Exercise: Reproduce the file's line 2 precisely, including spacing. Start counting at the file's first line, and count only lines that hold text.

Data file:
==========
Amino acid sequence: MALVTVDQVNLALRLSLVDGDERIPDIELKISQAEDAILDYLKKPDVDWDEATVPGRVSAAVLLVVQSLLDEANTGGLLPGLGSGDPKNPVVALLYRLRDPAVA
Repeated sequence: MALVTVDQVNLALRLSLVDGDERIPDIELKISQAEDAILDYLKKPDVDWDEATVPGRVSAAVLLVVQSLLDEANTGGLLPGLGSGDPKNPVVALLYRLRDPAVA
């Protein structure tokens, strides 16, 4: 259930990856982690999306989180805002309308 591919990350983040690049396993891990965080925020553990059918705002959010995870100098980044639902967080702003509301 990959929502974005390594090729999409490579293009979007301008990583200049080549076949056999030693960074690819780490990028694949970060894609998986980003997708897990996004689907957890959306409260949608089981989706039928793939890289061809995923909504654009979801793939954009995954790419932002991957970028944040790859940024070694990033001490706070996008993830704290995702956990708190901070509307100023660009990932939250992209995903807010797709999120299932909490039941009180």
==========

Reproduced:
Repeated sequence: MALVTVDQVNLALRLSLVDGDERIPDIELKISQAEDAILDYLKKPDVDWDEATVPGRVSAAVLLVVQSLLDEANTGGLLPGLGSGDPKNPVVALLYRLRDPAVA